HB 366 has, for the first time ever, passed two House committees, and then it awaited a vote on the House floor. However, even after immense work and engagement from constituents, APV and the many partners in the Trap Free New Mexico coalition were not able to identify and secure enough solid, committed votes for the bill—unfortunately, too many legislators in the close vote would not commit either way. Thus, the bill did not move forward for a vote—and, nevertheless, we now know which House legislative districts need more work to garner more ‘yes’ votes for the bill (we’ll share this information with constituents soon). We have worked tirelessly to arrive at this modest and reasonable measure to bring New Mexico into the 21stcentury with more humane wildlife management, while also providing reasonable ways for people to protect their property and livestock, and allowing agencies effective management tools to protect infrastructure. Since it’s time New Mexico’s public lands are safe for everyone to enjoy without fear of harm to them or their companion animals, we and others will continue to push for this policy change until this measure passes.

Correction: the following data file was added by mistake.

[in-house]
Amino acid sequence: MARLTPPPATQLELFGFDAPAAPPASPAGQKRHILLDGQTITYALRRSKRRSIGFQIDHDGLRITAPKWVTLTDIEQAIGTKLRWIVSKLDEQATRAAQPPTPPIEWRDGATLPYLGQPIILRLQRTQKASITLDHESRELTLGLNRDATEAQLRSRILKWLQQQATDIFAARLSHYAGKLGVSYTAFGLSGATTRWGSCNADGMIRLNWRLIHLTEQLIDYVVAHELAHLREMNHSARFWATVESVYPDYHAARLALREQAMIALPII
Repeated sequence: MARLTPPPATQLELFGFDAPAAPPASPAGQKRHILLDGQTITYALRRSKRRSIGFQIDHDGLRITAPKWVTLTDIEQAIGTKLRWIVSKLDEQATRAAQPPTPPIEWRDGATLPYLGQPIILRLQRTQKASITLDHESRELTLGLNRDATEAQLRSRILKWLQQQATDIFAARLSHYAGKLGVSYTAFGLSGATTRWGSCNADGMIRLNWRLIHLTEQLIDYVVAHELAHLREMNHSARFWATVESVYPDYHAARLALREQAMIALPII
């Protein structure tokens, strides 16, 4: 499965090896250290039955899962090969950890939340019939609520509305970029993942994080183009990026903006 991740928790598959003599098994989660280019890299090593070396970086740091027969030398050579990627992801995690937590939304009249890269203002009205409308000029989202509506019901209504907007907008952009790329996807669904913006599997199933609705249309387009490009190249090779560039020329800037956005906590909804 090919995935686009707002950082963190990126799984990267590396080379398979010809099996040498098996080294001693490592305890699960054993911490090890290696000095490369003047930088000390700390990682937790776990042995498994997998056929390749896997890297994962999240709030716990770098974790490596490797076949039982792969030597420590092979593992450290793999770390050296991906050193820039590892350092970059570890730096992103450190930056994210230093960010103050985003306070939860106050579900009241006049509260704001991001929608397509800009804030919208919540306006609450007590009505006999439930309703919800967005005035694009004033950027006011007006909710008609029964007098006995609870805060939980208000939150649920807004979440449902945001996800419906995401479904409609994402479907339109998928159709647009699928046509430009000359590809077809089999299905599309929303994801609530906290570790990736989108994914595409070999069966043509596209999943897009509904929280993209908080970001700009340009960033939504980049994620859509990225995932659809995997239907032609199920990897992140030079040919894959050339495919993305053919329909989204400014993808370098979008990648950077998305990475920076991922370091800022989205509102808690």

HB 218: Equine Facility Purchase of Certain Horses: ensuring only humane disposition for equines in the custody of NM Livestock Board
This bill had just two more legislative steps in the Senate to pass—but the bill died when it was never heard in the Senate Judiciary Committee. HB 218 would have ensured that New Mexico’s registered equine shelters have the first right to take in abandoned or abused domestic equines who come into the custody of the NM Livestock Board, rather than requiring those equines to automatically be publicly auctioned (putting them at risk of being purchased for slaughter).